A top Palestinian official on Tuesday said Prime Minister Benjamin Netanyahu was trying to “destroy” the two-state solution by pledging to further develop and even effectively annex one of the biggest Jewish settlements in the West Bank.
Nabil Shaath, a senior adviser to Palestinian President Mahmoud Abbas, called Netanyahu’s comments “totally unacceptable.”
“This is an attempt by Netanyahu to destroy the two-state solution and a clear refusal of any attempt to revive the peace process, especially by the United States,” he said.
Earlier Netanyahu, visited the city of Ma’ale Adumim where he vowed to build thousands of new homes and threw his support behind a bill to redraw Jerusalem’s municipal borders to include the settlement.
The comments drew an angry condemnation from the Palestinians and created a new test for the Trump administration, which has been working for over eight months to restart peace talks between Israelis and Palestinians.
Netanyahu said during the visit that he was announcing a period of “enhanced development.”
“We will build thousands of housing units here,” he said. “We will add the industrial zone needed and the expansion needed to allow for the advanced development of this place.”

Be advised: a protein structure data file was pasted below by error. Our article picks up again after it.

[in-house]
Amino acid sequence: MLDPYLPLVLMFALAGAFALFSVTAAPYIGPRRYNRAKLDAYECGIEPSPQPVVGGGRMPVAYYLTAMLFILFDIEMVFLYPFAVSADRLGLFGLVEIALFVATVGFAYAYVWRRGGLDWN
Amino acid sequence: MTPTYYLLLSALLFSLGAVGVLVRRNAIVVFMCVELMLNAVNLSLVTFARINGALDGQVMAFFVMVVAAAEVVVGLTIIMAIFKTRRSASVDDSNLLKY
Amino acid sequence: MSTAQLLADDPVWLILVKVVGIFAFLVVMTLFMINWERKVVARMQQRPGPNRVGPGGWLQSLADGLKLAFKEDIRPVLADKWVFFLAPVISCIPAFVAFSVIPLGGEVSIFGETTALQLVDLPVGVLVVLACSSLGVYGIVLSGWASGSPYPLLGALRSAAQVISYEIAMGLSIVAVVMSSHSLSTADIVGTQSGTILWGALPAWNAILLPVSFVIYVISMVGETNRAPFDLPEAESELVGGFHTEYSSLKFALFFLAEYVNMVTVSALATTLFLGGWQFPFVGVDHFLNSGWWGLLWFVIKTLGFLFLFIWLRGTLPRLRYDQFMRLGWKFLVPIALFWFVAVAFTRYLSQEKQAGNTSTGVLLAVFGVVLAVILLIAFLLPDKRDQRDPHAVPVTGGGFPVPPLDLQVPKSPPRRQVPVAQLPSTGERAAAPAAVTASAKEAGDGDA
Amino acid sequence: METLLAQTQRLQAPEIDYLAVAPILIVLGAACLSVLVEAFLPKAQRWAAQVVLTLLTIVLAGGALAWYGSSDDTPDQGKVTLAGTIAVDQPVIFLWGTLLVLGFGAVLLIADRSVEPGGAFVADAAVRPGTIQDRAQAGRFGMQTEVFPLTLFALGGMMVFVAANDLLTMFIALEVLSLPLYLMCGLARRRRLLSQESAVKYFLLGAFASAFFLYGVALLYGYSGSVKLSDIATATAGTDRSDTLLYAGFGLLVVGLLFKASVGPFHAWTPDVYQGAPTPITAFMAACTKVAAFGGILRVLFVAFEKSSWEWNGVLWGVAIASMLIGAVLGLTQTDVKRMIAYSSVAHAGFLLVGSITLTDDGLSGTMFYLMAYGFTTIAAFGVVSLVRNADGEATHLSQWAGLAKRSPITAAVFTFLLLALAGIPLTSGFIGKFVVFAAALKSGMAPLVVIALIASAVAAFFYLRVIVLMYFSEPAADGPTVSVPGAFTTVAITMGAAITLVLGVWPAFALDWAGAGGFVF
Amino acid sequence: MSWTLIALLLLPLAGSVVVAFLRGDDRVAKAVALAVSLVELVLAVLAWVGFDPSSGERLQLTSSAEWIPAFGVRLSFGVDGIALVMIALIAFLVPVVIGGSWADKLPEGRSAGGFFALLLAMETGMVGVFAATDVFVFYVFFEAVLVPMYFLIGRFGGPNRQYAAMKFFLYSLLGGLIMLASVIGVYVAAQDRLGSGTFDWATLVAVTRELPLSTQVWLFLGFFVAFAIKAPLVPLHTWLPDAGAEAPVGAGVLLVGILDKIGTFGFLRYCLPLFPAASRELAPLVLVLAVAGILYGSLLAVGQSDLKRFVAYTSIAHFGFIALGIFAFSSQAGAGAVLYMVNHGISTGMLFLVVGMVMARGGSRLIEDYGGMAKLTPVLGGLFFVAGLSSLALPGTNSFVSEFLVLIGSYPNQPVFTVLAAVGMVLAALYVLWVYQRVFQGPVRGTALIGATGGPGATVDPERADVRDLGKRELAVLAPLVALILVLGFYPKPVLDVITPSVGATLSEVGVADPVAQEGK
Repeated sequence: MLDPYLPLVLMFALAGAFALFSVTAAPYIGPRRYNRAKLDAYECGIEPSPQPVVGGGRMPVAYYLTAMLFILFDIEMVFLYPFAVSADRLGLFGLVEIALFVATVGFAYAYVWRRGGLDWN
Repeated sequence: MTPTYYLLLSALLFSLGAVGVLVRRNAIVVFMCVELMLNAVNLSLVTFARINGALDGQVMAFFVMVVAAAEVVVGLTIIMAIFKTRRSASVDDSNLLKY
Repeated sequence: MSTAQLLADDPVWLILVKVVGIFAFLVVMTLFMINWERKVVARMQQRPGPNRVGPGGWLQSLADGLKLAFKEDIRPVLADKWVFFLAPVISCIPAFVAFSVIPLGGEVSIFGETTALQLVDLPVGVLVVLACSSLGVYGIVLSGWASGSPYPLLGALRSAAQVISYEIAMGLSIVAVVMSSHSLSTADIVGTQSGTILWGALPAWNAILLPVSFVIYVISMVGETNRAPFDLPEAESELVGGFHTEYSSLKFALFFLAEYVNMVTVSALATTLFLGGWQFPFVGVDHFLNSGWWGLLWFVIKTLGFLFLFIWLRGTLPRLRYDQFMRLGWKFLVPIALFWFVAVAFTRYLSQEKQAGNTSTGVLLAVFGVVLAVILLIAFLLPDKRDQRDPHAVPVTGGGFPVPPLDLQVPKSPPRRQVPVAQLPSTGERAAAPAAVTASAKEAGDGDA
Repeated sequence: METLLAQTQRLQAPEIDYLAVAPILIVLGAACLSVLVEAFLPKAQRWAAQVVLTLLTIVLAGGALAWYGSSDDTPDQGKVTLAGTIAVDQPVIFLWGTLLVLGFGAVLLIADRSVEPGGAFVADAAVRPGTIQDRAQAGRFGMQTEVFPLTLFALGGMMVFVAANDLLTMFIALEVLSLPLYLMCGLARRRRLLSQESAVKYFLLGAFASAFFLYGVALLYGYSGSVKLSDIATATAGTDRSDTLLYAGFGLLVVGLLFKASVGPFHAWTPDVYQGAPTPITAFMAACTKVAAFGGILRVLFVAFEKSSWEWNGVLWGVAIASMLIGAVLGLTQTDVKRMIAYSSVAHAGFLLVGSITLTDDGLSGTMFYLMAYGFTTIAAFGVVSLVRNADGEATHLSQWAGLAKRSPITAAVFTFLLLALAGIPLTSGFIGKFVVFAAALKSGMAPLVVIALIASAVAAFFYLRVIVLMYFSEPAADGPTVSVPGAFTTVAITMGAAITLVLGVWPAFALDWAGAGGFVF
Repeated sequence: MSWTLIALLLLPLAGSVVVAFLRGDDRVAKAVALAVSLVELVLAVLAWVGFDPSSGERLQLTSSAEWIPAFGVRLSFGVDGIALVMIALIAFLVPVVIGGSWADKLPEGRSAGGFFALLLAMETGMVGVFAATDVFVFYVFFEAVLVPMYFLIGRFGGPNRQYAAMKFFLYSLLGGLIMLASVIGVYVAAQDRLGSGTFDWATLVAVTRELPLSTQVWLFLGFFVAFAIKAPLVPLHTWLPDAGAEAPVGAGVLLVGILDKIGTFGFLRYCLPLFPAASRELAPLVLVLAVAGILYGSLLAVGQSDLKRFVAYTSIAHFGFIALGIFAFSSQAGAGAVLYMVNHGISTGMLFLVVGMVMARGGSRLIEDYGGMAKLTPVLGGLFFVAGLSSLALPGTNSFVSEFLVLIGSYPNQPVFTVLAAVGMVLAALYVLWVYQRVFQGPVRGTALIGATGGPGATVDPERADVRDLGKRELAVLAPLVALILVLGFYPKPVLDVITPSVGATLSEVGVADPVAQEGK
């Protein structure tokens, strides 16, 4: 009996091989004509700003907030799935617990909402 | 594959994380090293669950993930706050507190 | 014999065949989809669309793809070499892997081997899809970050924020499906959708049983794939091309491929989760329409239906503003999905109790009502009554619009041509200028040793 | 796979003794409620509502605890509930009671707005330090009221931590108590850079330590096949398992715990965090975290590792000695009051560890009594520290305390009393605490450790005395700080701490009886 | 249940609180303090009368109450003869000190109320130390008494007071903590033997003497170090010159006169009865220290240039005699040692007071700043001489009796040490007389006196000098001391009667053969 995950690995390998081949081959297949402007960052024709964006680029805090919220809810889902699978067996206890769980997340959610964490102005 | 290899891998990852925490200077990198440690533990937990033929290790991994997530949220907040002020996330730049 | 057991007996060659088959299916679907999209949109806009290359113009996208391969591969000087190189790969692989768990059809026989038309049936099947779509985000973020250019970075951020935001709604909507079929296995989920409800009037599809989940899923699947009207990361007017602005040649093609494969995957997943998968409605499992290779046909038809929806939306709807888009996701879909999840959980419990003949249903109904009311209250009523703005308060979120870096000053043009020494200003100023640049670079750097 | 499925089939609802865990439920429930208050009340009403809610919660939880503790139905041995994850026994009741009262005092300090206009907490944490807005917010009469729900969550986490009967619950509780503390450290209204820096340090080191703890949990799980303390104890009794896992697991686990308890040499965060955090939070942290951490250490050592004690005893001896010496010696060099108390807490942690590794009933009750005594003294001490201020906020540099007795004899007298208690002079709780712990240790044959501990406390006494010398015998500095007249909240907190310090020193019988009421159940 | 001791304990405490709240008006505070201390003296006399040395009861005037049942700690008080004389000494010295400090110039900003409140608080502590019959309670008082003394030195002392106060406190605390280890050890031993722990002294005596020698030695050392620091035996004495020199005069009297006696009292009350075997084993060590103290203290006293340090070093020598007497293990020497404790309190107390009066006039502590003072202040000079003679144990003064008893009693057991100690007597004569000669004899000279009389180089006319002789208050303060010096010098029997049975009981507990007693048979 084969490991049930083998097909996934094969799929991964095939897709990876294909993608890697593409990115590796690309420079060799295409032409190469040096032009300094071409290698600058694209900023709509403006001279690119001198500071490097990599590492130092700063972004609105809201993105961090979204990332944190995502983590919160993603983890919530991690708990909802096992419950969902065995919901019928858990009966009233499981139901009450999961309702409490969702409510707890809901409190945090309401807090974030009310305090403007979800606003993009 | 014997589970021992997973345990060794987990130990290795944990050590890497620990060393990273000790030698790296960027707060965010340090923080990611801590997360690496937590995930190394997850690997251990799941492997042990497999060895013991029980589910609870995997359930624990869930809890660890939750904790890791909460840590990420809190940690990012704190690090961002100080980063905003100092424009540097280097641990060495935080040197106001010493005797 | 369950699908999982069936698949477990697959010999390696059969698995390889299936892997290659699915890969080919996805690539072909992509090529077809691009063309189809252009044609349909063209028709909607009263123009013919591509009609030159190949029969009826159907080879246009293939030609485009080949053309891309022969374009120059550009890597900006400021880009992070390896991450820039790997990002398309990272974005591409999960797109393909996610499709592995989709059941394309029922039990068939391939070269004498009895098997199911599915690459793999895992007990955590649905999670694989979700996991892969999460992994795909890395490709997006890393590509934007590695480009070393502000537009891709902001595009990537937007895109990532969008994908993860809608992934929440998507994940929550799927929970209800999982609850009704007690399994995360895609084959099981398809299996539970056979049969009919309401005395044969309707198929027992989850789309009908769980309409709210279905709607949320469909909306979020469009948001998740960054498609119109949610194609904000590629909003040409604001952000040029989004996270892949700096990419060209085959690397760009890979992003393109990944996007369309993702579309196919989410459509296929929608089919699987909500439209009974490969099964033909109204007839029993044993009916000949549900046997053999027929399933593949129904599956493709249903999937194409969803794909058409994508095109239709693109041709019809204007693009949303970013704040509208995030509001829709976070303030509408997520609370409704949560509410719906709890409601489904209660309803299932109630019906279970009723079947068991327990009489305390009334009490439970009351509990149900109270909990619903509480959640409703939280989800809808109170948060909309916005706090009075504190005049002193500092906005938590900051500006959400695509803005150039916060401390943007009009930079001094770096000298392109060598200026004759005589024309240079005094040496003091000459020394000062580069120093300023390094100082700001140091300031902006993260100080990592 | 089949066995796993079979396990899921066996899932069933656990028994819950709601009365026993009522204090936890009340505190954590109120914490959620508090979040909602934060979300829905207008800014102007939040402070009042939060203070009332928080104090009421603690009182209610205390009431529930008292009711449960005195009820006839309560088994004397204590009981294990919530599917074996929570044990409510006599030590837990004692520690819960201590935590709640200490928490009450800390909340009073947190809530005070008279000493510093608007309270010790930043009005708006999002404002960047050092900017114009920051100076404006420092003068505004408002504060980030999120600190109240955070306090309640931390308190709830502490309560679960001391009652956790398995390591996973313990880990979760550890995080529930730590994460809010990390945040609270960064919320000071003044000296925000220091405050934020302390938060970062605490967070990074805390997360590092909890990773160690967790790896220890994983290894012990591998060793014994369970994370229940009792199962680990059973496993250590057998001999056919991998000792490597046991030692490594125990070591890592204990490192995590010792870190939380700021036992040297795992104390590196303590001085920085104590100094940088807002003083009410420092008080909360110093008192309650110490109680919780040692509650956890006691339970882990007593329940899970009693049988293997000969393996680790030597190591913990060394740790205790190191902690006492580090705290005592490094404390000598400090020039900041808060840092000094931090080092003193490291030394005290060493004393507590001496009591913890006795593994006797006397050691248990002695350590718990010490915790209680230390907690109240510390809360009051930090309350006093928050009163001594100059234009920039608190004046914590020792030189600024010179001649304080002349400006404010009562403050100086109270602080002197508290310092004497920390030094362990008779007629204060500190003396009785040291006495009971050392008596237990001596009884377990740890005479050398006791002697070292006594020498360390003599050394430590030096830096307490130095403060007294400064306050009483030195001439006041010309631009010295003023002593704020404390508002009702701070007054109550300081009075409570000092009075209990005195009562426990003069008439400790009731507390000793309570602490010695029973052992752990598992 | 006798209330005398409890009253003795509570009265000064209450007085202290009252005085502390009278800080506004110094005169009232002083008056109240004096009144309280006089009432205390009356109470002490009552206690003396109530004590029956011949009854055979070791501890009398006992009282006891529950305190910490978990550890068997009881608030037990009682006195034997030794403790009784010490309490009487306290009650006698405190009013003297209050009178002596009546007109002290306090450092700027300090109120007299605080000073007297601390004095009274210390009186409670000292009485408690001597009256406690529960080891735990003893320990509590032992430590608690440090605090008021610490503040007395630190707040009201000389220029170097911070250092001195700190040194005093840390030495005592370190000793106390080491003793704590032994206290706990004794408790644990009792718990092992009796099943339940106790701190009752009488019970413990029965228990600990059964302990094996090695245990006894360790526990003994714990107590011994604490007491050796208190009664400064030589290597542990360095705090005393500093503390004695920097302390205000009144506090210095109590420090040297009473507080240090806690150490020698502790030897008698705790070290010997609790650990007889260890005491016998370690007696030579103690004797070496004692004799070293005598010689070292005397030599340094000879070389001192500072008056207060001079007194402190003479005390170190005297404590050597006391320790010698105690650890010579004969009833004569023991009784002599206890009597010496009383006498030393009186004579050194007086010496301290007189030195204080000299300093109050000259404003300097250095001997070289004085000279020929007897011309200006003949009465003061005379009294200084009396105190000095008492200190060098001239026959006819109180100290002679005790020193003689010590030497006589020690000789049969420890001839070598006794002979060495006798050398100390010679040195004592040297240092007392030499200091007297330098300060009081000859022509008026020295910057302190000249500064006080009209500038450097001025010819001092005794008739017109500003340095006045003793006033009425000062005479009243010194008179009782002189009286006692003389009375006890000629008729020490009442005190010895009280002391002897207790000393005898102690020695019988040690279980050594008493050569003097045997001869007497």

“This place will be part of the State of Israel,” he added.
The Palestinians seek the West Bank, captured by Israel in the 1967 Mideast war, as part of a future independent state and consider all of Israel’s settlements to be illegal — a position that is widely shared by the international community. Israel says the settlements’ fate should be resolved through negotiations.
Maale Adumim is a settlement of roughly 40,000 people just east of Jerusalem.
Israelis widely expect that Ma’ale Adumim will be annexed as part of a land swap under any future agreement with the Palestinians. Critics argue, however, that extending Israeli sovereignty to the large settlement, and a parcel of land known as E-1 between it and the capital, would effectively sever the northern and southern halves of the West Bank, preventing the creation of a contiguous Palestinian state.
US President Donald Trump has taken a softer line toward the settlements than his predecessors, and his key advisers, including son-in-law Jared Kushner and ambassador to Israel David Friedman, have longstanding ties to the settlement movement.
Even so, Trump has still asked Israel to show restraint.
Early this year, Israel shelved a proposal to annex Maale Adumim under apparent pressure from the White House.
Trump’s Mideast envoy, Jason Greenblatt, has been in the region meeting with the sides as part of his effort to restart talks.
There was no immediate reaction from Greenblatt’s office to Netanyahu’s comments.